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New Twist In JonBenet Case Changes Everything

An explosive new report in the case investigating the death of JonBenet Ramsey does not support a former prosecutor’s decision to clear the child’s relatives in her death.

This information is going public for the first time since the 1996 killing, and references a third person’s DNA, which contradicts the excusing of JonBenet’s family members.

Basically, when JonBenet was found deceased in her home, she had three DNA samples in her underwear and long johns.

A joint report by the Boulder Daily Camera and local news station 9NEWS analysed exclusively obtained lab test results and reports in the homicide that remains Colorado’s most closely followed unsolved murder two decades after the six-year-old beauty queen was found dead in the basement of her family’s home.

Former District Attorney Mary Lacy concluded that a DNA profile found in one location of the girl’s underpants and two on her long johns necessarily belonged to the killer, which used to clear JonBenet’s family of suspicion back in 2008.

But the evidence, experts told the Boulder Daily Camera and 9NEWS, revealed that the DNA samples recovered from the long johns came from at least two people in addition to JonBenét.

That’s something Lacy’s office was told, according to documents obtained by the news organisations, but a fact that Lacy did not mention when clearing the Ramseys. The new information is that the third person’s genetic markers have never been publicly revealed, according to the report, which also raises the possibility that the original DNA sample recovered from the underwear could be from a number of people, not just one.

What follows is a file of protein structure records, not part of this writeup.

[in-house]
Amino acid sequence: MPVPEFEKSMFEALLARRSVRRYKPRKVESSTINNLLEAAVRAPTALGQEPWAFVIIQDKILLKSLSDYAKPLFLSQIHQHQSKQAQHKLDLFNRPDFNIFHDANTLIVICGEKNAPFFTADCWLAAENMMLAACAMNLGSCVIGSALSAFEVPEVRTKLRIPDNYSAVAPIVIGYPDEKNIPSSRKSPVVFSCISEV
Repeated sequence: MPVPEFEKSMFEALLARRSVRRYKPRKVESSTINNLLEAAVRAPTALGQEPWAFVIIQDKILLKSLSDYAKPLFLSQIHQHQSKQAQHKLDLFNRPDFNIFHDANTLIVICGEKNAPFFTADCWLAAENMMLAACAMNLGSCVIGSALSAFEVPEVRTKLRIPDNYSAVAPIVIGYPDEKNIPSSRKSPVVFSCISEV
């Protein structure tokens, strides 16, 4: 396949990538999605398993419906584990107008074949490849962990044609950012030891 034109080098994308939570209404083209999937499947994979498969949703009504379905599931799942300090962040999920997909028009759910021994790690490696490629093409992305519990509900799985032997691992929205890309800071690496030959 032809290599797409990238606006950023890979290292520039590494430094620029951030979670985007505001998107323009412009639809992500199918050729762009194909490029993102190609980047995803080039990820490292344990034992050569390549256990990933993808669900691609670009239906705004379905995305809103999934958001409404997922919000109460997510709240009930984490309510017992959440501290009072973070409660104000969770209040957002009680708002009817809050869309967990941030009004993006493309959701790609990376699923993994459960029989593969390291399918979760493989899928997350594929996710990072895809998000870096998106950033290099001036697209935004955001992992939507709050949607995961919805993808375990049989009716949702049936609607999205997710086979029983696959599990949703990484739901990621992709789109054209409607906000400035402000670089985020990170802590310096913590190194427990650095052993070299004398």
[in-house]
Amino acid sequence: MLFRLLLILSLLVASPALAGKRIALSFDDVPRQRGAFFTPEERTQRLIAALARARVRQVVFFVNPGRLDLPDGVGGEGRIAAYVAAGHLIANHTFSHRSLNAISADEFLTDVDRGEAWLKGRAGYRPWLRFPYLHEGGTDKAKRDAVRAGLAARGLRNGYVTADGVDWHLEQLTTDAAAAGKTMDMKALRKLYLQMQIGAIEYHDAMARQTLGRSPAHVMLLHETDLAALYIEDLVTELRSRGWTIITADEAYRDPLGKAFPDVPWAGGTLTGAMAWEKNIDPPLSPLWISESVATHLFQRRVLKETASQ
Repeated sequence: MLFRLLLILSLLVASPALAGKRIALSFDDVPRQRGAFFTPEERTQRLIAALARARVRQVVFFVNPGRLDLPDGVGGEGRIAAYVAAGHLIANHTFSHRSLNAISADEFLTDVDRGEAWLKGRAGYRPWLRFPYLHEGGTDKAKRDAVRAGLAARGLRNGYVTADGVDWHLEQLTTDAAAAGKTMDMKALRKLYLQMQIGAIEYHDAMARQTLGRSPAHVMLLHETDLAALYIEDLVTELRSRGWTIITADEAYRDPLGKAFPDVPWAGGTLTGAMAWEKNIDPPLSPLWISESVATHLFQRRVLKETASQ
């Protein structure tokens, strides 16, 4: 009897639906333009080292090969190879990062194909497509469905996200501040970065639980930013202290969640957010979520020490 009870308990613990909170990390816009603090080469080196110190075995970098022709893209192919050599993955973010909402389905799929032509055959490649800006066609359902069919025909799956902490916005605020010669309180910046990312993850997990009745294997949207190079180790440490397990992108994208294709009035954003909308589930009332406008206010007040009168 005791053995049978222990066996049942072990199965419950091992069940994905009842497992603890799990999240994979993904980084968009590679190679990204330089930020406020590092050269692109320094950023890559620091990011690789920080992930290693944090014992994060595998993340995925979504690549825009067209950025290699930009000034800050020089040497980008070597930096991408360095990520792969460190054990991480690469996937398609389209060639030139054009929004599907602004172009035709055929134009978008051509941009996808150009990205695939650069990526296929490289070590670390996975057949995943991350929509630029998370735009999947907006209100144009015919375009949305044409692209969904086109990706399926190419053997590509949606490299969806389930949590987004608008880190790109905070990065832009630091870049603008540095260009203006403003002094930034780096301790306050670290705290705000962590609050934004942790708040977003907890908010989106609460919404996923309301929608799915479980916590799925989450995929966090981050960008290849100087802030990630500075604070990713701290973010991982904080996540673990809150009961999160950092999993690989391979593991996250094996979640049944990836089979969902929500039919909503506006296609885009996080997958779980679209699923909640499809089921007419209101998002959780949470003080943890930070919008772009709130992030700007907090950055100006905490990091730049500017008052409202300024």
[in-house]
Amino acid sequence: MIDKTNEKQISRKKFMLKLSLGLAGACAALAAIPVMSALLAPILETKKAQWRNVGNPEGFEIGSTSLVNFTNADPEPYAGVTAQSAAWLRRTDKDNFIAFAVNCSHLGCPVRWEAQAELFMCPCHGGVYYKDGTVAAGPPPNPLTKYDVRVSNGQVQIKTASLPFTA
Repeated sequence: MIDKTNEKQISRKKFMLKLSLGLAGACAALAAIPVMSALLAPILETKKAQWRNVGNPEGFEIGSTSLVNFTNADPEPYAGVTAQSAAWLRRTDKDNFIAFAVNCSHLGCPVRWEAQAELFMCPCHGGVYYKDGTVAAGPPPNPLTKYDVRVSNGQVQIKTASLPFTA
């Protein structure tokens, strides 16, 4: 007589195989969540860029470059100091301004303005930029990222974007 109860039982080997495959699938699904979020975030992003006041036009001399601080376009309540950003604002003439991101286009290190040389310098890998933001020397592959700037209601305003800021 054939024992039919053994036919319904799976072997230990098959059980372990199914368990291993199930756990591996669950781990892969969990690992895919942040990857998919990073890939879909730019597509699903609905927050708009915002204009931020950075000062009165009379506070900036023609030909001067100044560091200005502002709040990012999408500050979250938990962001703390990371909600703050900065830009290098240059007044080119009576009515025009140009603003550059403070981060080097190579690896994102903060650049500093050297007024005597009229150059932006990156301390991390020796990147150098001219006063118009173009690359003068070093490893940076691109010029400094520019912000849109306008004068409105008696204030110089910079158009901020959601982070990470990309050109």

It’s for that reason that the DNA has never pointed to anyone, because you’re ultimately searching for a person that doesn’t exist, as you’re combining three DNA samples to create one.

Furthermore, two of the three samples that prompted Lacy to declare that no one in the Ramsey family could be JonBenét’s killer actually appear to include genetic material from at least three people: JonBenét, the person whose DNA profile originally was located in her underwear during testing beginning in the late 1990s and at least one additional “as-yet-unidentified person or persons,” the report found. “Consequently, its meaning is far from clear,” according to the report.

And the presence of that DNA on JonBenét’s undergarments, whether from one or multiple people, may be entirely innocent, the experts concluded, saying they could have been the result of inconsequential contact with other people or transferred from another piece of clothing.

“If true, it would contradict the assertions that DNA will be key to finding JonBenét’s killer,” according to the report.

William Thompson, a professor of criminology, law and society at the University of California, said it’s “certainly possible” that an intruder killed JonBenét, but he doesn’t think DNA evidence proves it.


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